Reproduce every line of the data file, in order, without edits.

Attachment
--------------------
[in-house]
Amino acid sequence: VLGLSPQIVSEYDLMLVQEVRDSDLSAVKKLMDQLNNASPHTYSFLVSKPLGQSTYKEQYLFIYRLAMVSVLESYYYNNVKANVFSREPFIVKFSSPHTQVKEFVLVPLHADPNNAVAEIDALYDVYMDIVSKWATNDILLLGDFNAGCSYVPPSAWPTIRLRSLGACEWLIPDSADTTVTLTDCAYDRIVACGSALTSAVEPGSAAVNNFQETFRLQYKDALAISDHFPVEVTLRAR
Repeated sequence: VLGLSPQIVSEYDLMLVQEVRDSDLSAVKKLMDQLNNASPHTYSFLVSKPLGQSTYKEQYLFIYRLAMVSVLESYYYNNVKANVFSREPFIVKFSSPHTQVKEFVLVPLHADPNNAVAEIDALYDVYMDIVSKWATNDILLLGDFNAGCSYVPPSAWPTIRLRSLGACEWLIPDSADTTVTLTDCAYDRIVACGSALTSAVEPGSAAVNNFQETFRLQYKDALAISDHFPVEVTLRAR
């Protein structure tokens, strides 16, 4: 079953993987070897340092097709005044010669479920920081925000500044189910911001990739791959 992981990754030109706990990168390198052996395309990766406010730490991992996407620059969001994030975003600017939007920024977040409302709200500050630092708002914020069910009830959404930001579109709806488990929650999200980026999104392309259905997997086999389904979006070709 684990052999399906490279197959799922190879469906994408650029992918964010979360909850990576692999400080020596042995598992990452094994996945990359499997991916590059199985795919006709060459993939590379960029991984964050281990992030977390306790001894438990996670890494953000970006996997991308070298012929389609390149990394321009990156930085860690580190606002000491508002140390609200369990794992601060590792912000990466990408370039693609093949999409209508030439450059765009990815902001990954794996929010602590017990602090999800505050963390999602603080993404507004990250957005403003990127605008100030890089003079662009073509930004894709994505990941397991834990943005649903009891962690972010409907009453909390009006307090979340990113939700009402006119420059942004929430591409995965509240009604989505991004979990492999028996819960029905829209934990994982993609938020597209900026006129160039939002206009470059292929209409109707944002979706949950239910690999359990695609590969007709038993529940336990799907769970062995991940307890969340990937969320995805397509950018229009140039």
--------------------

[in-house]
Amino acid sequence: VLGLSPQIVSEYDLMLVQEVRDSDLSAVKKLMDQLNNASPHTYSFLVSKPLGQSTYKEQYLFIYRLAMVSVLESYYYNNVKANVFSREPFIVKFSSPHTQVKEFVLVPLHADPNNAVAEIDALYDVYMDIVSKWATNDILLLGDFNAGCSYVPPSAWPTIRLRSLGACEWLIPDSADTTVTLTDCAYDRIVACGSALTSAVEPGSAAVNNFQETFRLQYKDALAISDHFPVEVTLRAR
Repeated sequence: VLGLSPQIVSEYDLMLVQEVRDSDLSAVKKLMDQLNNASPHTYSFLVSKPLGQSTYKEQYLFIYRLAMVSVLESYYYNNVKANVFSREPFIVKFSSPHTQVKEFVLVPLHADPNNAVAEIDALYDVYMDIVSKWATNDILLLGDFNAGCSYVPPSAWPTIRLRSLGACEWLIPDSADTTVTLTDCAYDRIVACGSALTSAVEPGSAAVNNFQETFRLQYKDALAISDHFPVEVTLRAR
């Protein structure tokens, strides 16, 4: 079953993987070897340092097709005044010669479920920081925000500044189910911001990739791959 992981990754030109706990990168390198052996395309990766406010730490991992996407620059969001994030975003600017939007920024977040409302709200500050630092708002914020069910009830959404930001579109709806488990929650999200980026999104392309259905997997086999389904979006070709 684990052999399906490279197959799922190879469906994408650029992918964010979360909850990576692999400080020596042995598992990452094994996945990359499997991916590059199985795919006709060459993939590379960029991984964050281990992030977390306790001894438990996670890494953000970006996997991308070298012929389609390149990394321009990156930085860690580190606002000491508002140390609200369990794992601060590792912000990466990408370039693609093949999409209508030439450059765009990815902001990954794996929010602590017990602090999800505050963390999602603080993404507004990250957005403003990127605008100030890089003079662009073509930004894709994505990941397991834990943005649903009891962690972010409907009453909390009006307090979340990113939700009402006119420059942004929430591409995965509240009604989505991004979990492999028996819960029905829209934990994982993609938020597209900026006129160039939002206009470059292929209409109707944002979706949950239910690999359990695609590969007709038993529940336990799907769970062995991940307890969340990937969320995805397509950018229009140039």